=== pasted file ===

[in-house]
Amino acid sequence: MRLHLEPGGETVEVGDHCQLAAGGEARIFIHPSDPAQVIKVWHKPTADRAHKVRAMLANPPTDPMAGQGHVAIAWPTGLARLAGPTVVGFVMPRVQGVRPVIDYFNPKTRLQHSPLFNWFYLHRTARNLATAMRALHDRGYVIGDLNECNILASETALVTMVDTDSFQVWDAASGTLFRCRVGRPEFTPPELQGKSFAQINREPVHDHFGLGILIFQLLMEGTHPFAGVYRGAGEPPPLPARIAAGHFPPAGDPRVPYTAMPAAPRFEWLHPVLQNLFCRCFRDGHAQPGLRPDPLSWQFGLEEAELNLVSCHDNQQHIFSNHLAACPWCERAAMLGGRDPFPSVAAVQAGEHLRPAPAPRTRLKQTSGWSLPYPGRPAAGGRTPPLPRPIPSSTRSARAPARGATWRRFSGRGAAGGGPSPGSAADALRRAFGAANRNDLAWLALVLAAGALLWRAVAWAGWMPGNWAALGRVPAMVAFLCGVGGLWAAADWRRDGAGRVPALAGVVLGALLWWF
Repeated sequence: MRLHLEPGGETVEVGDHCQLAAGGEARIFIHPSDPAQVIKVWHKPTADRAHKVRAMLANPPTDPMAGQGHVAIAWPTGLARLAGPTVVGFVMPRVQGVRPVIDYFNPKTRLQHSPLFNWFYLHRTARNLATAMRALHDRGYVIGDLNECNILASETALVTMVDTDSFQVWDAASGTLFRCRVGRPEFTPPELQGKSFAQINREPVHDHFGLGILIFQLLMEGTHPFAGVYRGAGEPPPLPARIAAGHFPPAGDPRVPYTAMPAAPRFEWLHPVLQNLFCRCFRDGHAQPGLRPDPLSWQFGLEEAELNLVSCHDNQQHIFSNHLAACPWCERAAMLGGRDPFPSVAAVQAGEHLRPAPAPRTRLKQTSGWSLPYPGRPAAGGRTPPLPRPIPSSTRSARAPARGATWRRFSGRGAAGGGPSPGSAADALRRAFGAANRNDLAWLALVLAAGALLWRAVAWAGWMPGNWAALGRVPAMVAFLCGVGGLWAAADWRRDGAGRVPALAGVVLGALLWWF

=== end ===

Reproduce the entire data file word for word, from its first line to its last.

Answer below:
[in-house]
Amino acid sequence: MRLHLEPGGETVEVGDHCQLAAGGEARIFIHPSDPAQVIKVWHKPTADRAHKVRAMLANPPTDPMAGQGHVAIAWPTGLARLAGPTVVGFVMPRVQGVRPVIDYFNPKTRLQHSPLFNWFYLHRTARNLATAMRALHDRGYVIGDLNECNILASETALVTMVDTDSFQVWDAASGTLFRCRVGRPEFTPPELQGKSFAQINREPVHDHFGLGILIFQLLMEGTHPFAGVYRGAGEPPPLPARIAAGHFPPAGDPRVPYTAMPAAPRFEWLHPVLQNLFCRCFRDGHAQPGLRPDPLSWQFGLEEAELNLVSCHDNQQHIFSNHLAACPWCERAAMLGGRDPFPSVAAVQAGEHLRPAPAPRTRLKQTSGWSLPYPGRPAAGGRTPPLPRPIPSSTRSARAPARGATWRRFSGRGAAGGGPSPGSAADALRRAFGAANRNDLAWLALVLAAGALLWRAVAWAGWMPGNWAALGRVPAMVAFLCGVGGLWAAADWRRDGAGRVPALAGVVLGALLWWF
Repeated sequence: MRLHLEPGGETVEVGDHCQLAAGGEARIFIHPSDPAQVIKVWHKPTADRAHKVRAMLANPPTDPMAGQGHVAIAWPTGLARLAGPTVVGFVMPRVQGVRPVIDYFNPKTRLQHSPLFNWFYLHRTARNLATAMRALHDRGYVIGDLNECNILASETALVTMVDTDSFQVWDAASGTLFRCRVGRPEFTPPELQGKSFAQINREPVHDHFGLGILIFQLLMEGTHPFAGVYRGAGEPPPLPARIAAGHFPPAGDPRVPYTAMPAAPRFEWLHPVLQNLFCRCFRDGHAQPGLRPDPLSWQFGLEEAELNLVSCHDNQQHIFSNHLAACPWCERAAMLGGRDPFPSVAAVQAGEHLRPAPAPRTRLKQTSGWSLPYPGRPAAGGRTPPLPRPIPSSTRSARAPARGATWRRFSGRGAAGGGPSPGSAADALRRAFGAANRNDLAWLALVLAAGALLWRAVAWAGWMPGNWAALGRVPAMVAFLCGVGGLWAAADWRRDGAGRVPALAGVVLGALLWWF